Revisiting the Christian and State Relationship.

The Church and Her Care for Widows, Orphans, and Invalids

Ellen G. White

Inquiries are often made in regard to our duty to the poor who embrace the third message; and we ourselves have long been anxious to know how to manage with discretion the cases of poor families who embrace the Sabbath. But while at Roosevelt, New York, August 3, 1861, I was shown some things in regard to the poor.

God does not require our brethren to take charge of every poor family that shall embrace this message. If they should do this, the ministers must cease to enter new fields, for the funds would be exhausted. Many are poor from their own lack of diligence and economy; they know not how to use means aright. If they should be helped, it would hurt them. Some will always be poor. If they should have the very best advantages, their cases would not be helped. They have not good calculation and would use all the means they could obtain, were it much or little. Some know nothing of denying self and economizing to keep out of debt and to get a little ahead for a time of need. If the church should help such individuals instead of leaving them to rely upon their own resources, it would injure them in the end, for they look to the church and expect to receive help from them and do not practice self-denial and economy when they are well provided for. And if they do not receive help every time, Satan tempts them, and they become jealous and very conscientious for their brethren, fearing they will fail to do all their duty to them. The mistake is on their own part. They are deceived. They are not the Lord’s poor.

The instructions given in the word of God in regard to helping the poor do not touch such cases, but are for the unfortunate and afflicted. God in His providence has afflicted individuals to test and prove others. Widows and invalids are in the church to prove a blessing to the church. They are a part of the means which God has chosen to develop the true character of Christ’s professed followers and to call into exercise the precious traits of character manifested by our compassionate Redeemer.

Many who can but barely live when they are single, choose to marry and raise a family when they know they have nothing with which to support them. And worse than this, they have no family government. Their whole course in their family is marked with their loose, slack habits. They have but little control over themselves, and are passionate, impatient, and fretful. When such embrace the message, they feel that they are entitled to assistance from their more wealthy brethren; and if their expectations are not met, they complain of the church and accuse them of not living out their faith. Who must be the sufferers in this case? Must the cause of God be sapped, and the treasury in different places exhausted, to take care of these large families of poor? No. The parents must be the sufferers. They will not, as a general thing, suffer any greater lack after they embrace the Sabbath than they did before.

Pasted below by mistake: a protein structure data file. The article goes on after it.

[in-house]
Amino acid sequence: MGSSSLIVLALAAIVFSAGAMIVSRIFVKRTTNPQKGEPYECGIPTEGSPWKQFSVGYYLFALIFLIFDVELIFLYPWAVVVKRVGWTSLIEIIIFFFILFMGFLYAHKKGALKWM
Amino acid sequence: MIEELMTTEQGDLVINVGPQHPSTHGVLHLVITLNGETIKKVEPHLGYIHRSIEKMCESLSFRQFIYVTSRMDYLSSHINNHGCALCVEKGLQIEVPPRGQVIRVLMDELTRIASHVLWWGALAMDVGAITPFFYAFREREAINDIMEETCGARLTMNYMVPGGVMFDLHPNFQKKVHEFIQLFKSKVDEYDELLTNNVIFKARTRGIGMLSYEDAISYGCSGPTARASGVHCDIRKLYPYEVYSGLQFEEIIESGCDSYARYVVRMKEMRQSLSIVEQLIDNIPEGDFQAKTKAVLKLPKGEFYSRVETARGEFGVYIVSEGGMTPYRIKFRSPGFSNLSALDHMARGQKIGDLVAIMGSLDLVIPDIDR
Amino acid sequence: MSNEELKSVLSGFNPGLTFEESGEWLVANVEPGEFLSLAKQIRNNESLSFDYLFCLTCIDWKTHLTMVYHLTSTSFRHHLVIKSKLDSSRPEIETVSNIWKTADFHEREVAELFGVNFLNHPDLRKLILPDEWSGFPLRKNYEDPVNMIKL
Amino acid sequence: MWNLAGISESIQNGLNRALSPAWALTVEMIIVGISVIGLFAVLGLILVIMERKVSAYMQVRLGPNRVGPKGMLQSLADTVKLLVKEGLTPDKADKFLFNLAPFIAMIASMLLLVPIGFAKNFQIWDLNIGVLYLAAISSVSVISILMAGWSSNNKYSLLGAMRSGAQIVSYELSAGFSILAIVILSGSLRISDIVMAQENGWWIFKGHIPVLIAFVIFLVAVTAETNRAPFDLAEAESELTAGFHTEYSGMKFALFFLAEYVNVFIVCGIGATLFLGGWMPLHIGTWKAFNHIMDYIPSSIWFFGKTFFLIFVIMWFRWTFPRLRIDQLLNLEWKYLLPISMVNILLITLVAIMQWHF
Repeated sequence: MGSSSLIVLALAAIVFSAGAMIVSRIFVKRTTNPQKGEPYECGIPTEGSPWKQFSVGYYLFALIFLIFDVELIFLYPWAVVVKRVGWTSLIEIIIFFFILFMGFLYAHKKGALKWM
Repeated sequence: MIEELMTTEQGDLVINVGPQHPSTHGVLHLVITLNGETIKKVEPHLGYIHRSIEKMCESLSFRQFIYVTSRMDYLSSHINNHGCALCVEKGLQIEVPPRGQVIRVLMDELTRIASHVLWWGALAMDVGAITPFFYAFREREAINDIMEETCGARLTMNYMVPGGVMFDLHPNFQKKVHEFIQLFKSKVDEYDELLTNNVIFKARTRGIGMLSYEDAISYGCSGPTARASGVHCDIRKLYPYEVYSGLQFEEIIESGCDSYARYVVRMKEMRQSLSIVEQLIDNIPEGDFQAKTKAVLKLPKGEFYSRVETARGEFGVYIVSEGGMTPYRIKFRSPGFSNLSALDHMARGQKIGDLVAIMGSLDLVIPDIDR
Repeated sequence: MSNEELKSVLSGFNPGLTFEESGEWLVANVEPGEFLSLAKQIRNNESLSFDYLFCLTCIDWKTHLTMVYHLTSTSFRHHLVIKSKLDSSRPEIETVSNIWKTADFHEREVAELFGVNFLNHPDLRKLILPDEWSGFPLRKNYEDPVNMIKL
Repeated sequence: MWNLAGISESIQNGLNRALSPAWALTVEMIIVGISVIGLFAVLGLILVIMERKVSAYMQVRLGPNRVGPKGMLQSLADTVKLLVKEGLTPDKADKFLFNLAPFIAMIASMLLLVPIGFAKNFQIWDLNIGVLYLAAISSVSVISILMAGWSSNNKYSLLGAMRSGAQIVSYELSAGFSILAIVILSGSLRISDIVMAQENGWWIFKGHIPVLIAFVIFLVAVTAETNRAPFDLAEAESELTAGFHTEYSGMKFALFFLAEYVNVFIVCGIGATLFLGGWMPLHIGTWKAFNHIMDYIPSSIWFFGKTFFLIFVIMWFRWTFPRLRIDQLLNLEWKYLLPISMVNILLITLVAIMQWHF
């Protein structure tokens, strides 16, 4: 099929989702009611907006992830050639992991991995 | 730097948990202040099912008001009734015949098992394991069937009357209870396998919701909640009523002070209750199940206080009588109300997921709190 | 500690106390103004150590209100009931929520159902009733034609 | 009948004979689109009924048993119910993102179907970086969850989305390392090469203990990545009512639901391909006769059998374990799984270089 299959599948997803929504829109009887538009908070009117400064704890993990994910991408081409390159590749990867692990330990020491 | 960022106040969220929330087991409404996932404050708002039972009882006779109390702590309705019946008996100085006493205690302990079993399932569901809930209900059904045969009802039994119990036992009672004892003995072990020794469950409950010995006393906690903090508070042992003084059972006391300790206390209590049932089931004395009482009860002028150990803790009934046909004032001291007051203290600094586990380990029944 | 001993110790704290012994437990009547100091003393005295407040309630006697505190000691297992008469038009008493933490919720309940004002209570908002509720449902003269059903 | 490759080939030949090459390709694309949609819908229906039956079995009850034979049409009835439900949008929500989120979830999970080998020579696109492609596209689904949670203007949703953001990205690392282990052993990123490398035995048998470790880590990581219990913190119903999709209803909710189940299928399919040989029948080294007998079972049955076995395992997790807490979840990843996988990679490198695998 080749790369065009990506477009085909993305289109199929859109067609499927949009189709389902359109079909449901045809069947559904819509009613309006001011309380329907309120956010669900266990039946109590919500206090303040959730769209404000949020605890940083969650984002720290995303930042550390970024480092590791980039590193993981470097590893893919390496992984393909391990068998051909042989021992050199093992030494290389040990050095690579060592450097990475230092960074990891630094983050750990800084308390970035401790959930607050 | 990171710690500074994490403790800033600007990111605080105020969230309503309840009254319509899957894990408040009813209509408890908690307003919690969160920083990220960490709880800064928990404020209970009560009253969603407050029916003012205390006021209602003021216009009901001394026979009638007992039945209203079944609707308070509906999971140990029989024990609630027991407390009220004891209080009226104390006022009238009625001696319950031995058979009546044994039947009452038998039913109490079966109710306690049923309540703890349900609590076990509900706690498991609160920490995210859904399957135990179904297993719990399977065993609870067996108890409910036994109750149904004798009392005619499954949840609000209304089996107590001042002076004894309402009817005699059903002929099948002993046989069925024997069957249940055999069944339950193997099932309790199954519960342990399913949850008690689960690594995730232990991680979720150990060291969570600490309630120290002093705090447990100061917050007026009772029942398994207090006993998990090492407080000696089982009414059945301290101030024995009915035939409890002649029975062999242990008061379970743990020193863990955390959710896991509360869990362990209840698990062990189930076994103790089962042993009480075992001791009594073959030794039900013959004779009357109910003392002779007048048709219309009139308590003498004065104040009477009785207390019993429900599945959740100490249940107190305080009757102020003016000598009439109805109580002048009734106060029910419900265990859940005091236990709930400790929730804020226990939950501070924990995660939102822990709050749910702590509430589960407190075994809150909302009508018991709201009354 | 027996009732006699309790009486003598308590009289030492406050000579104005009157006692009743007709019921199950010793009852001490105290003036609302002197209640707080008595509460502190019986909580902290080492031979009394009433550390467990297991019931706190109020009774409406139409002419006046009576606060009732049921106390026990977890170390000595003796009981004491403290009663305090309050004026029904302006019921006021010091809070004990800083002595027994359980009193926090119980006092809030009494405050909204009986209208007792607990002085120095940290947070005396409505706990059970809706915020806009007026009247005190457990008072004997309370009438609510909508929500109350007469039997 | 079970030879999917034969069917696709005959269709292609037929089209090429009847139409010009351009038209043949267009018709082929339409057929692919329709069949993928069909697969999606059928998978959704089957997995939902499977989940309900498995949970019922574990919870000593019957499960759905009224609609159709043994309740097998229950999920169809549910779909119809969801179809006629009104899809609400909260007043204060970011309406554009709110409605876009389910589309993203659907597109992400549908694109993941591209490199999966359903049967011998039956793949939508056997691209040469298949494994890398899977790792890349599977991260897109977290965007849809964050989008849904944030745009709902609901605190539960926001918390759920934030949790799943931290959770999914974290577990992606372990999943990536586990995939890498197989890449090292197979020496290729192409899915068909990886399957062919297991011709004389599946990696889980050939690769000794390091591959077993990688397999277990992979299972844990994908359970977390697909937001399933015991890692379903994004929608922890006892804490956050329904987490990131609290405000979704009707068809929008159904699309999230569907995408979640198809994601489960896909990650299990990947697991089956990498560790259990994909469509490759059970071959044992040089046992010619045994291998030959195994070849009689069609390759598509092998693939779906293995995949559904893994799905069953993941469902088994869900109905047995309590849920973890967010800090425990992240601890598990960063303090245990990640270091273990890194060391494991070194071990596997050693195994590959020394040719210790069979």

There is an evil among some of the poor which will certainly prove their ruin unless they overcome it. They have embraced the truth with their coarse, rough, uncultivated habits, and it takes some time for them to see and realize their coarseness, and that it is not in accordance with the character of Christ. They look upon others who are more orderly and refined as being proud, and you may hear them say: “The truth brings us all down upon a level.” But it is an entire mistake to think that the truth brings the receiver down. It brings him up, refines his taste, sanctifies his judgment, and, if lived out, is continually fitting him for the society of holy angels in the City of God. The truth is designed to bring us all up upon a level.

The more able should ever act a noble, generous part in their deal with their poorer brethren, and should also give them good advice, and then leave them to fight life’s battles through. But I was shown that a most solemn duty rests upon the church to have an especial care for the destitute widows, orphans, and invalids. (Ellen G. White, Testimonies, vol. 1, pp. 272-274).

Leave a Reply

Fill in your details below or click an icon to log in:

WordPress.com Logo

You are commenting using your WordPress.com account. Log Out / Change )

Twitter picture

You are commenting using your Twitter account. Log Out / Change )

Facebook photo

You are commenting using your Facebook account. Log Out / Change )

Google+ photo

You are commenting using your Google+ account. Log Out / Change )

Connecting to %s

Tag Cloud

%d bloggers like this: